I recently finished reading Levitt’s book, “Deadly Outbreaks: How Medical Detectives Save Lives Threatened by Killer Pandemics, Exotic Viruses, and Drug-Resistant Parasites.” [http://www.amazon.com/Deadly-Outbreaks-Detectives-Threatened-Drug-Resistant/product-reviews/1626360359/ref=dp_top_cm_cr_acr_txt?ie=UTF8&showViewpoints=1]
Published by Skyhorse Publishing in 2013, this book could provide the basis of a TV drama series and contribute to the audience’s understanding of how public health is organized and delivered in the US and why so many large nations want to model our approach.
The author hopes to introduce readers to field epidemiology, even getting them excited about it as a possible career choice. Because the book is carefully researched and provides a thorough narrative regarding the seven cases highlighted, she may achieve that aim. For these reasons, I will recommend it in future health communication seminars I teach and recommend it to you as well. Here’s more about why.
The CDC’s Epidemic Intelligence Service trains medical detectives, doctors who want to track down the source of population and health risks and guide the public health response. Dead birds, mosquitoes, New York City parks, and West Nile virus–collaboration with animal health officials brought a focus to disparate views about what was happening and what needed to be done in the book’s opening case.
Levitt then moves to a case giving us a historical context for modern policy related to refugees medical screening and movement into the US. This is a chapter that makes clear the need to be assertive in the public health sphere when faced with competing political agendas, to exercise skills that don’t traditionally come to mind when identifying the meaning of epidemiology. These skills include the ability to talk to [not ‘at’] members of local communities and to engage in participant observation, taking thorough notes to document both.
The third case takes us behind the scenes of a hospital in order to uncover the origin of unexplained deaths of children. A wide range of possible explanations were considered and found to be insufficient, including toxic fumes from repair work on the roof entering through air ducts. The point-by-point discourse guides us to both a conclusion and to new policy as accepted practice in most US hospitals today.
The fourth chapter guides the reader through the 1970s case of Legionnaires’ disease. Perhaps because I remember this one well, I was fascinated to read what was going on behind the scenes.
The last three cases introduce other contexts where the public’s health can either be supported or quickly go awry. I will never be on the interstate again passing a tanker-trailer truck labeled as carrying anything related to food without wondering about the conditions for keeping the food safe and bacteria free. Right now, most of the media images of the snowfall and road accidents involve those large semis. How many of them are carrying food-related products and what happens as they have to wait out the storm? What protocols kick-in? I feel comforted, but likely falsely so, that it is cold rather than blistering heat leading to breakdowns. I am thinking that keeping the chill on reduces bacteria’s chance to grow, thought it does not die, as discuss in the fifth case in the book. The case introduces us to FoodNet, a national surveillance system supported by the CDC to track foodborne pathogens.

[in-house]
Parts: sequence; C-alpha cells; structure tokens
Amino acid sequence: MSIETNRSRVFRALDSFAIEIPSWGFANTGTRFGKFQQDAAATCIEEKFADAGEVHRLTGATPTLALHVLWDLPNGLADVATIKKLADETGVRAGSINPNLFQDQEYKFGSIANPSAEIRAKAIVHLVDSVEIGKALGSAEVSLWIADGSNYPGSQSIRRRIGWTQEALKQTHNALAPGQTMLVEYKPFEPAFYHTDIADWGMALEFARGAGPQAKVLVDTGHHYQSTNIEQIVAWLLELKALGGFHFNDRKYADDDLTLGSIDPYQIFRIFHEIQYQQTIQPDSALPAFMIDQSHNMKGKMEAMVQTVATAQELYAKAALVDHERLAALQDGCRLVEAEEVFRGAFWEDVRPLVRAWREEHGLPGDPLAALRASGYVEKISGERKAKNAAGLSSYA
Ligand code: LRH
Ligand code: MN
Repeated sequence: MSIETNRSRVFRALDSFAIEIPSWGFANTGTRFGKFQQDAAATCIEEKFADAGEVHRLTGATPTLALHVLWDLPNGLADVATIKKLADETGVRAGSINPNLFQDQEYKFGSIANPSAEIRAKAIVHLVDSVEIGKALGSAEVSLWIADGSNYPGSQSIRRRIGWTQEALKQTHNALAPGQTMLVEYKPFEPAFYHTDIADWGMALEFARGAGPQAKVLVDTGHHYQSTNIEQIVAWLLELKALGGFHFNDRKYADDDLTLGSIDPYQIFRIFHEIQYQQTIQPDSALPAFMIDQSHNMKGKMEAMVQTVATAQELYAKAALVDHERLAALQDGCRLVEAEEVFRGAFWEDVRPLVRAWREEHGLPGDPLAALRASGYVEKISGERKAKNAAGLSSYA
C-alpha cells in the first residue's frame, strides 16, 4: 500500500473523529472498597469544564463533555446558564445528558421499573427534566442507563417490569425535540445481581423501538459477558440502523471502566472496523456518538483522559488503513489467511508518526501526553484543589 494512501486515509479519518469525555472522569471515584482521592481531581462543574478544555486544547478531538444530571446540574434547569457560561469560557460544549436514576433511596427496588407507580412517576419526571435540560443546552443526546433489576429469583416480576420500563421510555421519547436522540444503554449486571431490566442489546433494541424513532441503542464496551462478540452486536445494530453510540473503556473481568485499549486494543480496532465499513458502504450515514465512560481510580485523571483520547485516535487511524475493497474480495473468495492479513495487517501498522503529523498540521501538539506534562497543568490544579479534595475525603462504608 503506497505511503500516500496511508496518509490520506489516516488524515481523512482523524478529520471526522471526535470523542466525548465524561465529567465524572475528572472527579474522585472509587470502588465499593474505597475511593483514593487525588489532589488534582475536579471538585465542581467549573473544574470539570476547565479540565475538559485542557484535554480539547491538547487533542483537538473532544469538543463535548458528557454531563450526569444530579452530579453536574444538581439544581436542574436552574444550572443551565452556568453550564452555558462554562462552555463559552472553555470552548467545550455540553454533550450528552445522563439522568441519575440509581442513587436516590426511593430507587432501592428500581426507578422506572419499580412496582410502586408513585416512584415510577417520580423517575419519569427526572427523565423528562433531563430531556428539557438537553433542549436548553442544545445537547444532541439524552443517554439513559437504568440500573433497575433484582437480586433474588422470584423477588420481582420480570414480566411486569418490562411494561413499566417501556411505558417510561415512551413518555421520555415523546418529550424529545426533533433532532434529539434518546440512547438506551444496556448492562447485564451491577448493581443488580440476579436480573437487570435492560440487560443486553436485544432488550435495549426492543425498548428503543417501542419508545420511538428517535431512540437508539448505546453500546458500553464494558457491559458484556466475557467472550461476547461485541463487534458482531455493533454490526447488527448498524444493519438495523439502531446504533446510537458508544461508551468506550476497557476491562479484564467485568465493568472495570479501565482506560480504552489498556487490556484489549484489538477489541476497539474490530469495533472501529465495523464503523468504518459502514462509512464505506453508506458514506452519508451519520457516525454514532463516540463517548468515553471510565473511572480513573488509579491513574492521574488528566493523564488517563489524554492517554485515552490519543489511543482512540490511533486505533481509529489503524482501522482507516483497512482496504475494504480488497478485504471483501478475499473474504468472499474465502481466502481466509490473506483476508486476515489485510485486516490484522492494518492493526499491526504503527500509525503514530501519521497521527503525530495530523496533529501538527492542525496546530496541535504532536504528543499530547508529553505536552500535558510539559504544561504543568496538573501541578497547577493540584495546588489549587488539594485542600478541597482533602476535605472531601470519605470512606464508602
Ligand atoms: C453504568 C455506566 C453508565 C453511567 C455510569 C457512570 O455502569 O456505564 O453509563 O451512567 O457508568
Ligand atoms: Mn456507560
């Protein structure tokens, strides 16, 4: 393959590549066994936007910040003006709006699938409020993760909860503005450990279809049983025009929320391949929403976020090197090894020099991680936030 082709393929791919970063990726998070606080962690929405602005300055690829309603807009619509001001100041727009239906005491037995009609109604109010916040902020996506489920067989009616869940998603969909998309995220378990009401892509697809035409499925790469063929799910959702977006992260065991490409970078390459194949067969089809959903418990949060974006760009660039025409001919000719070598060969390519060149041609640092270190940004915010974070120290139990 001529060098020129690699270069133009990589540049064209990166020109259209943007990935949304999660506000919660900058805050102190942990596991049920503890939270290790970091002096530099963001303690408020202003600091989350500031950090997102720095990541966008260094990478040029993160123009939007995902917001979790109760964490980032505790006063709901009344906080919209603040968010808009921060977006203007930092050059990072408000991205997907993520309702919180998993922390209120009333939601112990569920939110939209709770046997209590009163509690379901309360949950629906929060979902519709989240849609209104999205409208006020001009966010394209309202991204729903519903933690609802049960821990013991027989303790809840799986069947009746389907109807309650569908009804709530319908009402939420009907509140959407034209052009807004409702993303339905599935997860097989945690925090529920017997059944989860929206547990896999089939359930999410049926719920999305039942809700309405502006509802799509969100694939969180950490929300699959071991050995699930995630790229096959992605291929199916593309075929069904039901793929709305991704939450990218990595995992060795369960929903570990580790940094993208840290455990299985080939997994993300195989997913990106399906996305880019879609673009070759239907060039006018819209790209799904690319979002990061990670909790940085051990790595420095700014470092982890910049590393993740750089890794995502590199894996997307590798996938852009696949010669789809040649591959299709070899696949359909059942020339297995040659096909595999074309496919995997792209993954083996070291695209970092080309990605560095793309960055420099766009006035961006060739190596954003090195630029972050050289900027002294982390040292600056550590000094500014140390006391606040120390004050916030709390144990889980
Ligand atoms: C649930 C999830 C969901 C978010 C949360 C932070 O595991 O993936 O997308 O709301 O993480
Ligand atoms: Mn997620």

The sixth chapter explicitly introduces the reader to the important principle of medical detectives sleuthing by asking ‘what if’. Asking that question and revealing the conversations that ensue really does remind me of one of the TV drama show that has been number one for years now and Abby’s character at work in the lab. Different context further broadened with the case in the last chapter. Not one we often have the privilege of looking behind the curtain at. But fascinating and filled with content to engage and inform. I highly recommend this book. Not one for light reading, but one that you will be glad you invested your time in.
November 14, 2013
Many of the important messages about health include information about the role of genes for health. Genes matter. Behavior matters. Environments matter. The problem is how to communicate that genes do not absolutely determine health. This will be an important part of health communication for many decades to come.
Professor Celeste Condit wrote about how genes have been defined in her book, “The meanings of the gene” [http://www.amazon.com/The-Meanings-Gene-Heredity-Rhetoric/dp/0299163644].
Efforts to define genes often depend on the use of metaphor, explaining what a gene is in terms of something else that an audience is assumed to already understand. Many of these metaphors use “instruction” as a key component. Professor Rachel Smith and I decided to evaluate two of these instruction metaphors, one that defined genes as “a blueprint of our possibilities” and the other that defined genes in terms of “instructions” more generally. The abstract of the article to be published in February in the journal, Health Communication, appears at: http://www.tandfonline.com/doi/abs/10.1080/10410236.2012.729181#.UtLxv1OFeSo. The online article is at: DOI: 10.1080/10410236.2012.729181
Participants received a message about the role of genes for health for which the introduction varied the definition of a gene, and all other content was the same. Participants who read a message with the blueprint metaphor were more likely to believe that genes absolutely determine health and that genetic therapies are the effective means to address the role of genes for health. The instruction metaphor related to participants having stronger beliefs that genes make one more susceptible to disease but do not absolutely determine the onset of disease, and beliefs that we have some personal control over the role that genes have for our health.
These results support the importance of the metaphors used to define health and scientific terms. Just one exposure to a message that defines genes in different ways can have powerful effects on our attitudes about genes and health.